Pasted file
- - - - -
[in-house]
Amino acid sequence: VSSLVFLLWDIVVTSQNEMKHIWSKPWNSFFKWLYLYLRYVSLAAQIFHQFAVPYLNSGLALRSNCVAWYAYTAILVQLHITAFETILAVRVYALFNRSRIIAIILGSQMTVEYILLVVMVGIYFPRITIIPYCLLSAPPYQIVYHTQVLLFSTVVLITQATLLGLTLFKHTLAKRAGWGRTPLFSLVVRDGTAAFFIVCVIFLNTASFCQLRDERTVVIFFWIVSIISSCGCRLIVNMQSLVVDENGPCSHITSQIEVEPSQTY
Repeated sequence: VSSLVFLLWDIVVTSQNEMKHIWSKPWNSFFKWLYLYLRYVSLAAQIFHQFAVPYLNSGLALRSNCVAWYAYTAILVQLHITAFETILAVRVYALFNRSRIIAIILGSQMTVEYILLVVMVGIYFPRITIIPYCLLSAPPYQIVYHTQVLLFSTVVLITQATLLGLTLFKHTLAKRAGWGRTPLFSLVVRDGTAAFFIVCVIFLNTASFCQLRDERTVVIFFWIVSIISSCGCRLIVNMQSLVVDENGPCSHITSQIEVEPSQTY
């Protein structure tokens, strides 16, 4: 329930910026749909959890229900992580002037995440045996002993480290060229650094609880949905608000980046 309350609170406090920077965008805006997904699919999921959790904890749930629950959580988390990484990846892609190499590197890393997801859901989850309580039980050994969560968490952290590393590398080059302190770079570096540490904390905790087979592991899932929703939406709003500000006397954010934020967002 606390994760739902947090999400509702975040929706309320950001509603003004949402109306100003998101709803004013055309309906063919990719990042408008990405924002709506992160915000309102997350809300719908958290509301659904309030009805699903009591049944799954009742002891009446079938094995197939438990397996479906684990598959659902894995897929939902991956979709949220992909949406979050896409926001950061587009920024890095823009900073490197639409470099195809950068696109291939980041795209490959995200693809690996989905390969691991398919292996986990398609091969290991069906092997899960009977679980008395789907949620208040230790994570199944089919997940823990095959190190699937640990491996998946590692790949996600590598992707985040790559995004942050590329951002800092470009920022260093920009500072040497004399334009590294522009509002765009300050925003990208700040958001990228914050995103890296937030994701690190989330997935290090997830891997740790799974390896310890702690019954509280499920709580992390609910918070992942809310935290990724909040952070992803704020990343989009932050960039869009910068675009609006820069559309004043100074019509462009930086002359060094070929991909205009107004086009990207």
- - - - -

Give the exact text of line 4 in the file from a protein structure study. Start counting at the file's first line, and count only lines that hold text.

């Protein structure tokens, strides 16, 4: 329930910026749909959890229900992580002037995440045996002993480290060229650094609880949905608000980046 309350609170406090920077965008805006997904699919999921959790904890749930629950959580988390990484990846892609190499590197890393997801859901989850309580039980050994969560968490952290590393590398080059302190770079570096540490904390905790087979592991899932929703939406709003500000006397954010934020967002 606390994760739902947090999400509702975040929706309320950001509603003004949402109306100003998101709803004013055309309906063919990719990042408008990405924002709506992160915000309102997350809300719908958290509301659904309030009805699903009591049944799954009742002891009446079938094995197939438990397996479906684990598959659902894995897929939902991956979709949220992909949406979050896409926001950061587009920024890095823009900073490197639409470099195809950068696109291939980041795209490959995200693809690996989905390969691991398919292996986990398609091969290991069906092997899960009977679980008395789907949620208040230790994570199944089919997940823990095959190190699937640990491996998946590692790949996600590598992707985040790559995004942050590329951002800092470009920022260093920009500072040497004399334009590294522009509002765009300050925003990208700040958001990228914050995103890296937030994701690190989330997935290090997830891997740790799974390896310890702690019954509280499920709580992390609910918070992942809310935290990724909040952070992803704020990343989009932050960039869009910068675009609006820069559309004043100074019509462009930086002359060094070929991909205009107004086009990207």